The process of examining the collected raw data for the purpose of detecting errors and omissions and also to correct them when possible is known as editing of data. Editing basically involves a thorough scrutiny of the completed questionnaire or schedules that have been already thoroughly examined. Editing fulfils the purpose of keeping data accurate, consistent with other facts that have been gathered, whether they have been uniformly entered, are completed and well organised and arranged to facilitate tabulation and coding.
Field editing is done to review the report forms by the investigator to complete what the latter has written in intelligible form during the time of when the respondents’ response was recorded. This is helpful as individual style of writing differs from person to person.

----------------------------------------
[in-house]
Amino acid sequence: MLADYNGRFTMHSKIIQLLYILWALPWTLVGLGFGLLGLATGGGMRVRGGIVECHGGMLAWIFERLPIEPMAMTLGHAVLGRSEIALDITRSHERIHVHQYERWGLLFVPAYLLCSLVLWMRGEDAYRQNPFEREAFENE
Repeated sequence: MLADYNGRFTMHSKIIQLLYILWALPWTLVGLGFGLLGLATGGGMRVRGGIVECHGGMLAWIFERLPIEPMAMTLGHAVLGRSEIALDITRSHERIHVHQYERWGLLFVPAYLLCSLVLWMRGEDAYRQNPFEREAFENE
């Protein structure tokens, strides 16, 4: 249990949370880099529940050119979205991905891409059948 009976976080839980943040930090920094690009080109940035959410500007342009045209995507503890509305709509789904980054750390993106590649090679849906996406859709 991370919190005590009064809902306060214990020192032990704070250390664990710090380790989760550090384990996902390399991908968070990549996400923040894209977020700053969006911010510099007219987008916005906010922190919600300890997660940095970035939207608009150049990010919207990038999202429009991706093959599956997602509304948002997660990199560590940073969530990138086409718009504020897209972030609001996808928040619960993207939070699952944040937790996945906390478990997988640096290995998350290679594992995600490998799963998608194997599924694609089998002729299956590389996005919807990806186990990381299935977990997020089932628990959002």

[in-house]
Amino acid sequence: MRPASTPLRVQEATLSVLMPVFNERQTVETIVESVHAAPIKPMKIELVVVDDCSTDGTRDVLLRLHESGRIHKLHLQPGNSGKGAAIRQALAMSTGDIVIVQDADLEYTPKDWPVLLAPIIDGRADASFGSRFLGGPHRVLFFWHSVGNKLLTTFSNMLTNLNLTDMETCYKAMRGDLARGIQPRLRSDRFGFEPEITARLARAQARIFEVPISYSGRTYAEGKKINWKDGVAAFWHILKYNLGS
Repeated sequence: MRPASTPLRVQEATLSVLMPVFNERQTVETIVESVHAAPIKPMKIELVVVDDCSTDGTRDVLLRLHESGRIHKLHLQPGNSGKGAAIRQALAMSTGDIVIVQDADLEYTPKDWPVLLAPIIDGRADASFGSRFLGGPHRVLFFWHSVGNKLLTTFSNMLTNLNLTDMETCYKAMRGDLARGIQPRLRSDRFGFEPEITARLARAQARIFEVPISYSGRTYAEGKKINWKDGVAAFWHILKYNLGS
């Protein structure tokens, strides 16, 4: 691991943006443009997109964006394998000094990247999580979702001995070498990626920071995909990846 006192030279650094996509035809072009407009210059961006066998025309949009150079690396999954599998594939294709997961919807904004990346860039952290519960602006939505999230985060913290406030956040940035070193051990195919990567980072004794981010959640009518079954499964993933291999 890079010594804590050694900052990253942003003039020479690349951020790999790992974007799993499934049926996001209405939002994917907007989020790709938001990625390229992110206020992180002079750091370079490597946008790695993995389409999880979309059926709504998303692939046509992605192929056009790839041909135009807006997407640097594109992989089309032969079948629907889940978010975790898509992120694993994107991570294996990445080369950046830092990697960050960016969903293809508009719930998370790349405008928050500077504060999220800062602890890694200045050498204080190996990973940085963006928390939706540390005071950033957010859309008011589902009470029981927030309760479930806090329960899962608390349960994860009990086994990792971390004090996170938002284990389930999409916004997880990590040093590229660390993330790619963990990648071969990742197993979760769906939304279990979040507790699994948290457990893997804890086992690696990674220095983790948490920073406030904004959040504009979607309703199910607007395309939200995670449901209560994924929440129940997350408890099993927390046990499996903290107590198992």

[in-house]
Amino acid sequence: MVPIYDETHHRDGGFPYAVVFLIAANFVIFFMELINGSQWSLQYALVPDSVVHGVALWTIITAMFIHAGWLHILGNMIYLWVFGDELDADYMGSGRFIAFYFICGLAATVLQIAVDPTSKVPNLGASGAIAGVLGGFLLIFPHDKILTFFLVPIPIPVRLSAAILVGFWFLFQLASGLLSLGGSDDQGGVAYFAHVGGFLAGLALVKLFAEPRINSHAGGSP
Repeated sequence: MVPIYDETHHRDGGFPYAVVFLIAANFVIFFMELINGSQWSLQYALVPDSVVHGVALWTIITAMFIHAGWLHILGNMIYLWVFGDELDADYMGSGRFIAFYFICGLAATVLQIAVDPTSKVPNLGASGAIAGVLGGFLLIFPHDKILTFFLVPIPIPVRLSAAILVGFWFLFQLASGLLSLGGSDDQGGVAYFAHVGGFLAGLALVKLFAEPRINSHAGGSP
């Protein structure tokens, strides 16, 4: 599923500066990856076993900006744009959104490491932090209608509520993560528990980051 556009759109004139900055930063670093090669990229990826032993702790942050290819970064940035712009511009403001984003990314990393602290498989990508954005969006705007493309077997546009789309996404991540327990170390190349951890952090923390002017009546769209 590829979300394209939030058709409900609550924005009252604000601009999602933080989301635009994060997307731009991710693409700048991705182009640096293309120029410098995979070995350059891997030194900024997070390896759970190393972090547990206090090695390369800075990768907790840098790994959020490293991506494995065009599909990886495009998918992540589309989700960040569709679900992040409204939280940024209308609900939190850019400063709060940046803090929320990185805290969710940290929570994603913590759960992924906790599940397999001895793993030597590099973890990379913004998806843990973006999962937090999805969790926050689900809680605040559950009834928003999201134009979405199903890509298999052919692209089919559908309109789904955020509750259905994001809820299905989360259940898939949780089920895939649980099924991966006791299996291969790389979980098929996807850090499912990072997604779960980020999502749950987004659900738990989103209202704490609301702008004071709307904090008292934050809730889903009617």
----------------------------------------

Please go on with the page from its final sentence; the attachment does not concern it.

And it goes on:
Central editing happens when all the schedules and forms have been completed and reach the office. This implies that all the complete forms get a thorough editing by a single editor involved in a small study and could be done by a group or team when large number is involved.
Editors must consider the following points:
- They should be familiar with instructions given to the interviewers
- Only a single line should be drawn for the purpose of striking off so that it remains legible.
- Entries in the form must be made in distinctive colour that too in standardised form.
- Editors’ initials with the date of editing should be placed on all the completed forms or schedules.